In honor of her retirement, gifts may be made to the Pat Bozeman Endowment in Special Collections that provides travel stipends for researchers using the University of Houston Libraries’ archival collections. To make a gift, contact Todd Marrs at 713.743.9741.
The University of Houston Libraries’ campus network connection will undergo an improvement to its router on Friday, January 30 at 5:30 a.m. This change will result in significantly faster speeds for traffic entering and leaving the Libraries’ network.
The work will take approximately 30 minutes to complete, during which time connection to the campus network will be interrupted.
The University of Houston Libraries recently collaborated with campus partners to present highlights in UH history.
The project came to fruition through the efforts of Katina Jackson and Jeff Conrad from Athletics, Oscar Gutierrez from the Office of the UH President, Debbie Harwell from the Wilson Center for Public History, Nancy Clark from the University of Houston Alumni Association, Eric Gerber from the Office of University Communication and Mary Manning and Matt Richardson from the University Archives in Special Collections, which contributed a majority of images that celebrate the story of UH.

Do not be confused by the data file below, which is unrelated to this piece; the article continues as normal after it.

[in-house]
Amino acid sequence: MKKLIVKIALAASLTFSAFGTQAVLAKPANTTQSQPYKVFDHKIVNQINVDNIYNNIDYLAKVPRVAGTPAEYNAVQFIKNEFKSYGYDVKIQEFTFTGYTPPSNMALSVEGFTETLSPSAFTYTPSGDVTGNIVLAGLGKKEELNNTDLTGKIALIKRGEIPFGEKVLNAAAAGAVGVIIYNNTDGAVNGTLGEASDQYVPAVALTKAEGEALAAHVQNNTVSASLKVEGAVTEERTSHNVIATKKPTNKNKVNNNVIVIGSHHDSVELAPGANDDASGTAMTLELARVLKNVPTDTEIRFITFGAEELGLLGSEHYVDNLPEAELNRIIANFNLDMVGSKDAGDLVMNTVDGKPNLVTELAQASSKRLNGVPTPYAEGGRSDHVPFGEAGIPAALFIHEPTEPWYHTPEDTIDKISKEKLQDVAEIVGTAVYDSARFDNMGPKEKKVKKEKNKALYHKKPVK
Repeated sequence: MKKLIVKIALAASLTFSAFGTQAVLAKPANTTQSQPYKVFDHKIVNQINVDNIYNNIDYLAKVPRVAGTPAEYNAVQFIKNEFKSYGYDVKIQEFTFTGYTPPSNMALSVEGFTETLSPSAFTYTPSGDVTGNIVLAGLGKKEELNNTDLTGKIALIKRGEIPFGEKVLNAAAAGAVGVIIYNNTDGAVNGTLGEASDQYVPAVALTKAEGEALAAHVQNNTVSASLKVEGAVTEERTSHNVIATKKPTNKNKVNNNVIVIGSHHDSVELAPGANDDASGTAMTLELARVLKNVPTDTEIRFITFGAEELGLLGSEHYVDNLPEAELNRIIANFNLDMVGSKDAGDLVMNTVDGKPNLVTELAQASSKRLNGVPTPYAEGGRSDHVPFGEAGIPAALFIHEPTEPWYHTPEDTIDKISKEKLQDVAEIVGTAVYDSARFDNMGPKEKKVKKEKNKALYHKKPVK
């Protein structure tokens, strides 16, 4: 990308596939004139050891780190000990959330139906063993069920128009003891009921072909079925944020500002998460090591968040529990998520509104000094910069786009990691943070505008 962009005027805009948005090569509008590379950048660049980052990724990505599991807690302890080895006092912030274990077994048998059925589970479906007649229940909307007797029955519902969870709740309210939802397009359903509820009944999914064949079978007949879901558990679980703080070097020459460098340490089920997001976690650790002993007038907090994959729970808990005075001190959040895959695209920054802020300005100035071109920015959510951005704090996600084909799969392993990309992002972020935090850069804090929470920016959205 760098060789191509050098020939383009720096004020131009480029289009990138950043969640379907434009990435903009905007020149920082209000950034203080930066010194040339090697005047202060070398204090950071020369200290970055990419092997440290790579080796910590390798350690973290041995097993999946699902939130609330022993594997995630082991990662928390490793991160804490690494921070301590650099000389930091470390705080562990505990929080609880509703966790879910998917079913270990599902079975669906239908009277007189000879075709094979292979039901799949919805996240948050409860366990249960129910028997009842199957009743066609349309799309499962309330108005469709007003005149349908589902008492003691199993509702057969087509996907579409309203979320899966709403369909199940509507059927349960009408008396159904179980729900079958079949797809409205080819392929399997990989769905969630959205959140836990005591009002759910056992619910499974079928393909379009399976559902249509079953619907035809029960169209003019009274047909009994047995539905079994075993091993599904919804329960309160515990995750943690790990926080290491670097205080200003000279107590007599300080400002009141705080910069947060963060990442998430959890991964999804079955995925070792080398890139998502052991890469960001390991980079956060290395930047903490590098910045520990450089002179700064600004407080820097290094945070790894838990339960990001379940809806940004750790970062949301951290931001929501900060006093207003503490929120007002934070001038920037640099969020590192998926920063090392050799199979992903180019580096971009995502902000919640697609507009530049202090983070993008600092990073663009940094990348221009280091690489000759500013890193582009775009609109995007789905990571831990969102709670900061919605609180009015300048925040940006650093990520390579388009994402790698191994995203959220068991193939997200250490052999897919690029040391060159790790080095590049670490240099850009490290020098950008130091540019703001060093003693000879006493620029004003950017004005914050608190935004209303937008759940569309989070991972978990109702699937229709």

“As part of his gift to the stadium, Corby Robertson requested there be an area that recognizes all the highlights and milestone events of the University of Houston, not just athletics,” said Katina Jackson. “The committee that helped make this vision a reality did an outstanding job. The finished product is not only informative but should give everyone a great sense of pride in all that has been accomplished at UH since 1927.”
Over 160 students, faculty and staff, alumni and visitors from the Houston area attended Game On, Cougars! at the University of Houston Libraries this month.
The event, now in its second year, offers a full day of open gaming, complete with board games, card games, miniature gaming, puzzles and video games.
This year, UH Libraries partnered with FoodMachine Houston to hold a food drive during Game On, Cougars! benefiting the Houston Food Bank. Attendees contributed over $1600 in food items and cash donations. The group also taught board games, ran raffles, and managed Warmachine miniatures.
Members of Houston Pathfinder Society also attended, and gave participants tutorials on role-playing games. Several organizations donated games for play at the event, and game stores were also on hand to run demos and sell games, including Ettin Games.
Game On, Cougars! is hosted as part of International Games Day @ Your Library, an initiative of the American Library Association that encourages communities to connect with their libraries through the educational, recreational and social value of games.
The Aker Architectural Photographic Records Collection comprises roughly 50,000 distinct images depicting scenes of commercial architecture over the past three decades.